A national memorial to the 255 British soldiers, sailors and airmen killed during the Falklands War has been officially unveiled in the presence of relatives of some of those who lost their lives.
The emotional service at the National Memorial Arboretum in Staffordshire, attended by hundreds of current and ex-services personnel and their families, ended with a fly-past by a Vulcan bomber and three military helicopters.
The Vulcan, flown by the Flight Lieutenant who led the famous raid on Port Stanley's runway, twice passed over the memorial to commemorate those who fell during the South Atlantic campaign.
Among those who attended the service to dedicate the memorial was the widow of Lieutenant-Colonel H Jones, who was awarded a posthumous Victoria Cross for his bravery at the Battle of Goose Green, and Kathryn Nutbeem, whose father was among 56 men who died when troop-carrying vessels were bombed by Argentine jets.
The memorial is a 7ft-high curved wall of Cotswold stone designed to reflect the landscape of the Falklands and echoes a commemorative wall at the islands' San Carlos Cemetery.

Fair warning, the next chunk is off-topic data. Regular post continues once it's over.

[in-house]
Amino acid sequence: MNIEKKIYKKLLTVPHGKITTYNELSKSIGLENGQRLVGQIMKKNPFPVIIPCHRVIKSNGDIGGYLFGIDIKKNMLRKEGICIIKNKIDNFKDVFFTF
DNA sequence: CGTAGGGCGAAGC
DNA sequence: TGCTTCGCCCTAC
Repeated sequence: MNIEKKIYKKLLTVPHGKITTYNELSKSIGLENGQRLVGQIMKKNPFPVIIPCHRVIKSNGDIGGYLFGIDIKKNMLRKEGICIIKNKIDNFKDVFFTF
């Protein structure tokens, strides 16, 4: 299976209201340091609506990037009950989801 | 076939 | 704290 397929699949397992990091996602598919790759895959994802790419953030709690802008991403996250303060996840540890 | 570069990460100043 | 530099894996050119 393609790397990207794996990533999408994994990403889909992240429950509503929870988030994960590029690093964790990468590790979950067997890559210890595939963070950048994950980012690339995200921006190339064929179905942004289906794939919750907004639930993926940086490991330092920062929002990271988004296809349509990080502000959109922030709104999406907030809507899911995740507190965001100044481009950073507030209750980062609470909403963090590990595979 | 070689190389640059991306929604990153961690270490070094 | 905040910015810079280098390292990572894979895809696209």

The memorial, initiated by the South Atlantic Medal Association, also features two granite benches and a number of plaques, including one engraved with the names of the three Falkland Islanders who lost their lives.
The official dedication, which was attended by The Band of Majesty's Royal Marines, also marked the 30th anniversary of the Falklands Task Force's landings on the islands.
Speaking after the ceremony, Lieutenant-Colonel Jones' widow, Sara, described the memorial as a fitting tribute to the members of the Task Force who gave their lives.
Mrs Jones, the Chairman of the Falkland Families Association, said: "I think it's just very important for our families to have somewhere that they can go which is special for them.
"Obviously there are other places but this has been dedicated not only for all of the task force, but for our families. I just think for them it's special to come to this wonderful place - it is a beautiful setting and they can be quiet and contemplate and remember."
The Falklands Memorial